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Maine's new telephone company has been making news lately. I don't want to get into the details here, but the recent stories reminded me of telephone stories from my past.
I remember the first time I became aware of the phone company that served our small town Down East. One day there was a piece in the weekly paper about how our phone company was going to automate the town's service. It wasn't long before everyone in town was expressing their personal thoughts on the plan.
Some thought that automation would be great for the town and would make our telephone service more like the service in the cities. Others argued that if you wanted big city service you should pack up and move to the city and leave things in town the way they are, the way they've always been, the way we've always liked them. Some old-timers thought the world was coming apart at the seams. If you've ever lived in a small town you know how all those arguments always go.
I thought the switch to automation sounded pretty good, even though I didn't know exactly what it would mean. I would soon find out. First off, I learned that with the new automated system everyone would have to learn to use phone numbers and dial those numbers if they expected their call to go through.
It might seem strange to younger people today, but we had never used phone numbers in our town. I was 12- or 13 years old at the time and didn't realize that people in our town even had telephone numbers.
In those days the hand-operated switchboard for the town sat on a table in Thelma Ames' cluttered kitchen. As switchboard operator, she handled and overheard every call in and out of town, being especially attentive to phone calls of the rich people from New York who summered over on the neck.
On the rare occasions when Thelma went out, her sister Hannah, who lived across the street, would come over to mind the switchboard. No one ever knew the difference because the two sisters sounded exactly alike.
Some in town complained that Thelma didn't need the switchboard job since she and her husband Sherm were better off than most, and that Thelma should give the job to someone who needed the money. They knew the only reason she took the fairly demanding switchboard job was because she wanted to know all the town gossip. And that switchboard job indeed supplied Thelma with a constant supply of raw, unadulterated gossip.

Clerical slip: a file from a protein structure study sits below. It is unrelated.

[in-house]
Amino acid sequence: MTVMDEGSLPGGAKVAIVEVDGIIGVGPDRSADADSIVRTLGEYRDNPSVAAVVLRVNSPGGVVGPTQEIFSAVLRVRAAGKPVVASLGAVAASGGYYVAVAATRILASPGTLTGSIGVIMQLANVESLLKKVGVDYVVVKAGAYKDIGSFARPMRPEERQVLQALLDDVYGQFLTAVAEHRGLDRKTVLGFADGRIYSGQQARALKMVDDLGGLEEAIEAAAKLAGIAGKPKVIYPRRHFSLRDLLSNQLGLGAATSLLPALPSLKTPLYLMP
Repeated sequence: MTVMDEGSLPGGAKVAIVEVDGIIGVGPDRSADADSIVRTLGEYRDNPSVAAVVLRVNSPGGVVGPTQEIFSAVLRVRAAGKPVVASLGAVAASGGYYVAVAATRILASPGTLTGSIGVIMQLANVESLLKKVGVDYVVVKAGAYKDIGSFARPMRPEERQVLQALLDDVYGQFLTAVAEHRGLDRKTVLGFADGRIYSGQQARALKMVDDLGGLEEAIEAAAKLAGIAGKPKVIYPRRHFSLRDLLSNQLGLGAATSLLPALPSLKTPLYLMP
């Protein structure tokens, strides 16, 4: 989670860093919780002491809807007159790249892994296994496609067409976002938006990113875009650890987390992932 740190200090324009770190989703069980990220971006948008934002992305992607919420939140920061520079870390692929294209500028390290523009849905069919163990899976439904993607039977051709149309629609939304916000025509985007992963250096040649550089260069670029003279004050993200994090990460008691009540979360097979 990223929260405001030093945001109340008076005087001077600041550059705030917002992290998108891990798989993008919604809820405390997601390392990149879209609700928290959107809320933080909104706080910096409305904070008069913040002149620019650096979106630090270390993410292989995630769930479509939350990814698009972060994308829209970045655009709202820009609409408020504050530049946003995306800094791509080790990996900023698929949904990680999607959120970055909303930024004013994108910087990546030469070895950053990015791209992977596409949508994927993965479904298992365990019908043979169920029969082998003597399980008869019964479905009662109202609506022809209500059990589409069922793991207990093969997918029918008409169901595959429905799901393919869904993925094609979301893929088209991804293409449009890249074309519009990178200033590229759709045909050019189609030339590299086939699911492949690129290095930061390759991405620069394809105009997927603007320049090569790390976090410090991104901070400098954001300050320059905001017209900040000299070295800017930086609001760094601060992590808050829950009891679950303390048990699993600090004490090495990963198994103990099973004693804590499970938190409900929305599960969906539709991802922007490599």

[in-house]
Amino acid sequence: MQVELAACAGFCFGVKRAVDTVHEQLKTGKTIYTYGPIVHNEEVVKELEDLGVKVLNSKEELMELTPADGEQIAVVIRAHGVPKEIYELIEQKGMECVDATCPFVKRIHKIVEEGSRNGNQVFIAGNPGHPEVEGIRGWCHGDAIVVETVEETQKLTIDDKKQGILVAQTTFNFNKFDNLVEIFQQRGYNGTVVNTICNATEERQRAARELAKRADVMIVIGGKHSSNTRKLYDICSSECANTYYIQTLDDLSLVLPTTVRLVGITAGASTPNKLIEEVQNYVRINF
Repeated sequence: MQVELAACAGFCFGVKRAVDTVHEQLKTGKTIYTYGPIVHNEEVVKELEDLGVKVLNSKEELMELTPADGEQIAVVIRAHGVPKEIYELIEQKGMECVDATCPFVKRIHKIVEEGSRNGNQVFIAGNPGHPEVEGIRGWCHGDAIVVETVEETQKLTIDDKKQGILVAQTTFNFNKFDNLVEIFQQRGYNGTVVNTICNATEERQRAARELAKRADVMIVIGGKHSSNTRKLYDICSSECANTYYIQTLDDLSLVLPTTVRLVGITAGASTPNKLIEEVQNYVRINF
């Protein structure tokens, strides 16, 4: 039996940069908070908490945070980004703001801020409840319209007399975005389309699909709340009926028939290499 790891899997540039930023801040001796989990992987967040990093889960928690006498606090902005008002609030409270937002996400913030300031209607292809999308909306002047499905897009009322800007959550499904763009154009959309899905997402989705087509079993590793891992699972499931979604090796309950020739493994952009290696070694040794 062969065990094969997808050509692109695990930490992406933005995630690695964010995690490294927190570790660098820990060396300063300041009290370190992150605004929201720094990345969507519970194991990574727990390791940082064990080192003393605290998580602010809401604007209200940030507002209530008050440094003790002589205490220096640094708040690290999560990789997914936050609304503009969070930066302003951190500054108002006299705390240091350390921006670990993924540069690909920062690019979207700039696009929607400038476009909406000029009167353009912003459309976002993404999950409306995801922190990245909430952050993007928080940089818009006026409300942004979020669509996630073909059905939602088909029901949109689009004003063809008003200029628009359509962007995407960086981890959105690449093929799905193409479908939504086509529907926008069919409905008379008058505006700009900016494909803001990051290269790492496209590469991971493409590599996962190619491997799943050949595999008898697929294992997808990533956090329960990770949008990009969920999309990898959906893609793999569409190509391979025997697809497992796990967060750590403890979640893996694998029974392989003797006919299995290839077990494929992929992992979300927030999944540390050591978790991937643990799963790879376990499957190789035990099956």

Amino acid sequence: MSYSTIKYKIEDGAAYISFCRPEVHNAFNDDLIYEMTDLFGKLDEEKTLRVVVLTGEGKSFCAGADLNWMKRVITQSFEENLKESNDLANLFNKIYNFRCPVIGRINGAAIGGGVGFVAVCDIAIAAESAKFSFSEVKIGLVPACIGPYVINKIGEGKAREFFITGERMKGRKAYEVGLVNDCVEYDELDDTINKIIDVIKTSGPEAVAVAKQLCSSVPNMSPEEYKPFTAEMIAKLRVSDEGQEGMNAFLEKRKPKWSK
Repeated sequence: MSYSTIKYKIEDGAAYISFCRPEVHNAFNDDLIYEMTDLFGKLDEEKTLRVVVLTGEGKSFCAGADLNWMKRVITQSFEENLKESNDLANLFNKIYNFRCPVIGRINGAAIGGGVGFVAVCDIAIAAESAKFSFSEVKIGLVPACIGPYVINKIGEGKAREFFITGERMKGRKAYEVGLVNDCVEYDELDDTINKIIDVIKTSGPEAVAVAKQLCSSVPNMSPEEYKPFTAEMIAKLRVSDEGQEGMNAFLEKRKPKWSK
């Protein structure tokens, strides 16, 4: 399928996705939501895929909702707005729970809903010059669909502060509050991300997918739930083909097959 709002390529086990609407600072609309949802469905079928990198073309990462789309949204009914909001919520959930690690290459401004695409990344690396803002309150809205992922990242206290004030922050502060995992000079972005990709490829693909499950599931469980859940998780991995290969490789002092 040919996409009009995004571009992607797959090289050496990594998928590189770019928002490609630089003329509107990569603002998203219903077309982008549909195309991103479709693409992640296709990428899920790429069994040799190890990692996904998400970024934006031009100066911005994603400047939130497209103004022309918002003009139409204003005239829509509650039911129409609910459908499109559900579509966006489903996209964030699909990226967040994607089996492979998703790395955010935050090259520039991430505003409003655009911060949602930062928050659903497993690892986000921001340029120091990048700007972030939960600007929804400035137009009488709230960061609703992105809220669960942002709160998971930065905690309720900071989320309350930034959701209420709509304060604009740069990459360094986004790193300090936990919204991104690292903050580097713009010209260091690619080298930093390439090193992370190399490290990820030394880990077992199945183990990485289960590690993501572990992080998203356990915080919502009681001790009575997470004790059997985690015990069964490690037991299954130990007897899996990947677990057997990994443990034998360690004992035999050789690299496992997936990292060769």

Under the old telephone system whenever you wanted to call someone you'd pick up the receiver and nosy Thelma would come on and ask whom you wanted to be connected to. You understood right up-front that whatever you said on the telephone became the property of Thelma and she could do with your information whatever she wanted. She probably should have told you that anything you say into the mouthpiece could be used against you in a court of law. But people didn't talk like that back then.
Thelma's kind of eavesdropping may seem like an invasion of privacy in our modern hypersensitive age, but it didn't bother us much, and came in handy on some occasions.
For example, if Mother picked up the phone and asked Thelma to ring Marge Cook over on the river road, Thelma might say something like, "Oh, Alice, I just heard Marge tell Esta Watts that she was going shopping for most of the morning. If you want I'll give you a ring when Marge gets back." And she would. If you were interested, Thelma could even tell you what Marge said she was going to buy, or whatever else Marge and Esta talked about.
In this age of emails and cell phones, I'm still not back to the kind of friendly personal service I used to get from nosy Thelma Ames. And Thelma never charged extra.
Like the old timers say, change isn't always for the best.
John McDonald is a humorist and storyteller who performs regularly
throughout New England. John’s e-mail address is
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